February 21, 1958.
Appeal from the Circuit Court, Orange County, Terry B. Patterson, J.
Gladstone L. Kohloss, and Charles V. Silliman, Orlando, for appellant.
Arthur L. Steed of Steed Steed, Orlando, for appellee C.L. Hatchell.
This is an appeal from a final decree granting foreclosure of a chattel mortgage encumbering a motor vehicle. Only those facts necessary to a decision will be related.
One Harrelson purchased the automobile new and borrowed most of the purchase price from appellee bank; however, by mistake of the dealer, notation of the bank's intended chattel mortgage lien was omitted from the application for the original title certificate which was issued to Harrelson showing title in him free of encumbrance. Asked by the bank to turn over to them the original title certificate, Harrelson represented that he had mistakenly destroyed it and, at the bank's request, he applied for and was issued a "duplicate" certificate. Subsequently his stepfather, Hatchell, took over the car and the liability to the bank. The duplicate certificate was endorsed from Harrelson to Hatchell and the latter executed the chattel mortgage herein sought to be foreclosed. The chattel mortgage lien was appropriately filed with the Motor Vehicle Commissioner. A new title certificate marked "duplicate" was issued, showing title in Hatchell and the lien of the bank's mortgage, and was held thereafter by the bank. Later while Hatchell was out of town, Harrelson, being permitted use of the car, resurrected the original certificate which showed title to be in him free of any lien, and sold the car and original certificate to a dealer. After two mesne transfers through dealers, the vehicle was purchased from a used car dealer by appellant May who, like the dealers through whom the car came to him, learned of the interests of the bank and Hatchell in the car only after the transaction was completed. All persons other than Harrelson dealt in good faith.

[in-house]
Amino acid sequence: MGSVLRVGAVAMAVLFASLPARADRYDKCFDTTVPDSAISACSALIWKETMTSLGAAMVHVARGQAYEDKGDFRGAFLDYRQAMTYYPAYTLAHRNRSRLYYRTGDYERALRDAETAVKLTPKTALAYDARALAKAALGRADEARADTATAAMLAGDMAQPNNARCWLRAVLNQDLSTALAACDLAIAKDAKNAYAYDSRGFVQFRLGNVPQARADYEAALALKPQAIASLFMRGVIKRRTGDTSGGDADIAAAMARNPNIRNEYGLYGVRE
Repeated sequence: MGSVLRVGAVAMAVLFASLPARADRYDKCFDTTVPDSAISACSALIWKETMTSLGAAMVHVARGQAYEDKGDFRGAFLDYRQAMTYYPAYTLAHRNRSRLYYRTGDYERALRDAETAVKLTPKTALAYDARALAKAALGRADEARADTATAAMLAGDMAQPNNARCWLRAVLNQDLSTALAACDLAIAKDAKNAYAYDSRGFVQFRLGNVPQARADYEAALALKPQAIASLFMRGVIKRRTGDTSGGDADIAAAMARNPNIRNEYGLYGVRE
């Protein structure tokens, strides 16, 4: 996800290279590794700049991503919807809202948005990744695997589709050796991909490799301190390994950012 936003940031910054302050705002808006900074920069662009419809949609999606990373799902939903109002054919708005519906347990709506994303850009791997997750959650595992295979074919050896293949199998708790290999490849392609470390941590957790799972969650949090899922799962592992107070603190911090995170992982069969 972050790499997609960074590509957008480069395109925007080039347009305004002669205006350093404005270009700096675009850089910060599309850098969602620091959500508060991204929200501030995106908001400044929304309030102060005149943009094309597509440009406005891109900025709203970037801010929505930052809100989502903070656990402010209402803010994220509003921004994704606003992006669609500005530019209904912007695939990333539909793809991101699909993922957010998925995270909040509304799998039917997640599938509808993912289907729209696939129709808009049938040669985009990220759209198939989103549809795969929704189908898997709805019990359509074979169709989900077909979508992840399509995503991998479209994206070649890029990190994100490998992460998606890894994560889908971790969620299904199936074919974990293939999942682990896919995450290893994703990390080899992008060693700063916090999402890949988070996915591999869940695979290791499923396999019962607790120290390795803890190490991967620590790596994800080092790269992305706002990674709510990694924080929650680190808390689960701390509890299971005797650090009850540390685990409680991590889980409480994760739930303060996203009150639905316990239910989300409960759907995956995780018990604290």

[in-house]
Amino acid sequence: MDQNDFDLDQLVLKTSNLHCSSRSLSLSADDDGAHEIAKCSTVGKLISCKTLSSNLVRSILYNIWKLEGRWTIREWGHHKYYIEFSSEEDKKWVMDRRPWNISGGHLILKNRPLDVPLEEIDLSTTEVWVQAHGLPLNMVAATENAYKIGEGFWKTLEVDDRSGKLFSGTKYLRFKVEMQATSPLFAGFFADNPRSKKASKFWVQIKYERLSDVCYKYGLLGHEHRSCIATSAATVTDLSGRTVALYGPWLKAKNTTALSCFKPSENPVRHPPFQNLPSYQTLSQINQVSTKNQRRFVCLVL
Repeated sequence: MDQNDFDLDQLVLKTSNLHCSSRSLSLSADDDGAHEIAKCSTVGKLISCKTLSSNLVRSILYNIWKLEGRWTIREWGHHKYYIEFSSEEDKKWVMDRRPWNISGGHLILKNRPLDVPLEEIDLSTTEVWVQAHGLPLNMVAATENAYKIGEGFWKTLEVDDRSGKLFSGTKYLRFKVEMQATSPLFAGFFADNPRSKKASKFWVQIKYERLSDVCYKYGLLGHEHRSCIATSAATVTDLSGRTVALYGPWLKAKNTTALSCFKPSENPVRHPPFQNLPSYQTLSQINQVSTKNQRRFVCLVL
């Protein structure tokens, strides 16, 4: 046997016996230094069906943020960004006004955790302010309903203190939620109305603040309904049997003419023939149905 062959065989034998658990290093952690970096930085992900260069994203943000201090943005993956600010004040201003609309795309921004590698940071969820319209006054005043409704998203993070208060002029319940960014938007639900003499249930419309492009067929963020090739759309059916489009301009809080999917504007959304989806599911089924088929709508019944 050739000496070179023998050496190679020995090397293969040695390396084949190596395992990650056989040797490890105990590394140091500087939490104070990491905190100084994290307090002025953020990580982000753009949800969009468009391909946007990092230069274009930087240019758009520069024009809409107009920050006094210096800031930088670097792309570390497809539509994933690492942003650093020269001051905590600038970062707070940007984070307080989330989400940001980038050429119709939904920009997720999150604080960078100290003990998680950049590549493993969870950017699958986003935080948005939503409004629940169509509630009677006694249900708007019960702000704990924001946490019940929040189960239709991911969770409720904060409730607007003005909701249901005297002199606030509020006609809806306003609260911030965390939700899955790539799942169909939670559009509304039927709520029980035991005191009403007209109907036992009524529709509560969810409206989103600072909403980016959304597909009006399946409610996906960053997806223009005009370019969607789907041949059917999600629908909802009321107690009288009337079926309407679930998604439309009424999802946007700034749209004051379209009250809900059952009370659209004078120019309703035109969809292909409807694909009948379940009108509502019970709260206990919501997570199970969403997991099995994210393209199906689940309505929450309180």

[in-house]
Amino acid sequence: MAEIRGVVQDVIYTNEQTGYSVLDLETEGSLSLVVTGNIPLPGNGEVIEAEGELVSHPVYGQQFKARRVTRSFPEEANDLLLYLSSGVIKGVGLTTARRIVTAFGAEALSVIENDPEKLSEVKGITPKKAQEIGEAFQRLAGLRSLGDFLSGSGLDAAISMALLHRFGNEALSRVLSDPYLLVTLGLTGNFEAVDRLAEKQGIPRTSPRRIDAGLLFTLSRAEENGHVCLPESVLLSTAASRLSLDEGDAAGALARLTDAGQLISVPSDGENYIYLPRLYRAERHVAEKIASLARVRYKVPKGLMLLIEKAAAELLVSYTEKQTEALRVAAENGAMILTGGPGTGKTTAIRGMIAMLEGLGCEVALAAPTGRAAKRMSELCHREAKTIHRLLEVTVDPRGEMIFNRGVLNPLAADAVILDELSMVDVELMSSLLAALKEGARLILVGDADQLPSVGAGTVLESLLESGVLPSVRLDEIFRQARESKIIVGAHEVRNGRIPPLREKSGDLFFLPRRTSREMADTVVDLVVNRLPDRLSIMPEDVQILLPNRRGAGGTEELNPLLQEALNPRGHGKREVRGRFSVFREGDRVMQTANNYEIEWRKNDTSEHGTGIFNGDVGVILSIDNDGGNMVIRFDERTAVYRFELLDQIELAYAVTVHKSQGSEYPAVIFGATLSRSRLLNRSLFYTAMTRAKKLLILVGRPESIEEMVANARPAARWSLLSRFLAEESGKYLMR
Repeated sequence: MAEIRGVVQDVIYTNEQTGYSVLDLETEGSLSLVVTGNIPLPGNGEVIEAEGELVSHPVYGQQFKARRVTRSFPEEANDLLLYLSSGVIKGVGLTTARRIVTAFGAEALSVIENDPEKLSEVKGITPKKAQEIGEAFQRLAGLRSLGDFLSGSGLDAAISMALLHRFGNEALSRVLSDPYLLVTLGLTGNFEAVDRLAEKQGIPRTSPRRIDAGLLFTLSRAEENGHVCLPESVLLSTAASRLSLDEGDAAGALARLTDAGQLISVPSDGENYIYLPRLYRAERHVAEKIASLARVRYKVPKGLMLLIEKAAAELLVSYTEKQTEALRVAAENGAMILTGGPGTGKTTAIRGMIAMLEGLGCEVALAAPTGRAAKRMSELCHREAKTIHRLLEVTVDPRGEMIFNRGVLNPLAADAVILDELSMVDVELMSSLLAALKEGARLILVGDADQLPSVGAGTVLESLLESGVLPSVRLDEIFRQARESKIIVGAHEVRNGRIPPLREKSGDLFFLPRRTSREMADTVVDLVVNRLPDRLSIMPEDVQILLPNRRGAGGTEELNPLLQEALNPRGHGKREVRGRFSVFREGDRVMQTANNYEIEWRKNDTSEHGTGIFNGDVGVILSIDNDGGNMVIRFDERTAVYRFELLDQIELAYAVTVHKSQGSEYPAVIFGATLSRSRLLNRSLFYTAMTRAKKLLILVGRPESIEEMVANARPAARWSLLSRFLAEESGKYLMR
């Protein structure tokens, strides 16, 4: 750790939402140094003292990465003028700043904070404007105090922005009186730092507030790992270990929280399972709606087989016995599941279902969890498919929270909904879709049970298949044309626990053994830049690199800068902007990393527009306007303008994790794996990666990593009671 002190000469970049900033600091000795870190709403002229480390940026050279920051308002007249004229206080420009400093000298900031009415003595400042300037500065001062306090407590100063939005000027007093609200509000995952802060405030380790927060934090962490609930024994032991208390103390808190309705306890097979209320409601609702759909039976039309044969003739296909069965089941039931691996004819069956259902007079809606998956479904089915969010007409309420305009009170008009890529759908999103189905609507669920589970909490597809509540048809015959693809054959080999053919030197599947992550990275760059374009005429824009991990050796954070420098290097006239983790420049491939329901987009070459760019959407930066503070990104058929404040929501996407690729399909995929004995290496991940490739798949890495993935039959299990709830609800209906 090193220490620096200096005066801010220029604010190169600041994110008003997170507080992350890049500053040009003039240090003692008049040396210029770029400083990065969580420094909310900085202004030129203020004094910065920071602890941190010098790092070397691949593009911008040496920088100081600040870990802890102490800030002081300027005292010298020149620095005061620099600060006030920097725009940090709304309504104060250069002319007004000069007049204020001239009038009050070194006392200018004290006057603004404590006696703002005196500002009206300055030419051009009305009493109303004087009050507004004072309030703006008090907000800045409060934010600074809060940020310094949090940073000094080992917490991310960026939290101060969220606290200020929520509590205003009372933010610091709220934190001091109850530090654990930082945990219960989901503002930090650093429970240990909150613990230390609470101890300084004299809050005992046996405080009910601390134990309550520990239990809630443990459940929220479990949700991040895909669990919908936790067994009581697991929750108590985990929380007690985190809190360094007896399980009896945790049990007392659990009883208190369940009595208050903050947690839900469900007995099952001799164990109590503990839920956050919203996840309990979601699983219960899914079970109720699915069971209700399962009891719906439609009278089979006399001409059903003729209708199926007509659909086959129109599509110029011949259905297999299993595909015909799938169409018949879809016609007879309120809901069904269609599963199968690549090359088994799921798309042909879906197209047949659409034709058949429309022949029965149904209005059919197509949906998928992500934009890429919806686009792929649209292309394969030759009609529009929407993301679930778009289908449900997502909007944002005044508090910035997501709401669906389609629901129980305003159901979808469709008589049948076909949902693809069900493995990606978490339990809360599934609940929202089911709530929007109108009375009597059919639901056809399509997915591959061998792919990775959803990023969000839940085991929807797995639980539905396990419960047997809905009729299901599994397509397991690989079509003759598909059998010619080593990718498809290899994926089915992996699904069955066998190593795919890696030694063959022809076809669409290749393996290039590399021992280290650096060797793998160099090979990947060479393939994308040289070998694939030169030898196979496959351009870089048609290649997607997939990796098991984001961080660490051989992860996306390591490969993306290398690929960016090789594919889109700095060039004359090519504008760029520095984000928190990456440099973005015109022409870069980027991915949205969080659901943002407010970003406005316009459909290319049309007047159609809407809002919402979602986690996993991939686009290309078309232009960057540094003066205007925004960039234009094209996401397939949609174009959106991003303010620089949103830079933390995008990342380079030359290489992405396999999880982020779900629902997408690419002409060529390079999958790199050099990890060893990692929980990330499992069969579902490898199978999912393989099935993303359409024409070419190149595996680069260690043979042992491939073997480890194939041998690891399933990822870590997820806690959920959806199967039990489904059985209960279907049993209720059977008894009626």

The Chancellor refused to follow the master's finding that the bank was negligent and should bear the loss for its failure to make certain that its lien was shown on the original application for a title certificate, and entered final decree ordering sale of the vehicle free of any interest of appellant therein. He accompanied the final decree with a memorandum opinion reading in part as follows:
"* * * The 1949 amendment, embodied in [F.S.A.] Sec. 319.27, abolishes the recording of motor vehicle liens on vehicles registered in this state and substituted therefor a procedure by which the notice of the lien against subsequent parties in interest is effected by noting the lien on the title certificate itself. This is accomplished through the office of the motor vehicle commissioner by the surrender of the existing certificate and reissue of a new certificate bearing the notation of the lien, delivered to the lienholder. It is observed that duplicate certificates, containing the current title information of all vehicles registered in this state, constitute the official records upon which the motor vehicle commissioner regulates the transfer and encumbrance of motor vehicle titles, even though constructive notice of recorded liens is abolished.
"Against this structure of the automobile title law, we must read [F.S.A.] Sec. 319.22 to arrive at its intent and purpose. Sec. 319.22 provides that the purchaser of a motor vehicle, whether from a dealer or not, shall not acquire a marketable title thereto until he shall have issued to him a title certificate. It is provided elsewhere that in cases of purchase from a dealer it is the responsibility of the dealer, not the purchaser, to have such certificate issued to his purchaser. It thus appears to be the express intention of Chapter 319 that the transfer of title to a purchaser from a dealer is not completed for the purpose of investing the purchaser with a valid title as against any prior claimant, until the old certificate has been cleared through the motor vehicle commissioner's records and any conflicting interests brought to light. [F.S.A.] Section 319.24 provides procedure for the prompt settlement of title controversies, and by providing for the withholding of issuance of new certificates until such controversies are resolved, affords effective control of automobile titles in the motor vehicle commissioner. Thus the titles and claims to motor vehicles, peculiarly the subject of fraud and theft, are given a measure of control and supervision apparently considered advisable by the legislature.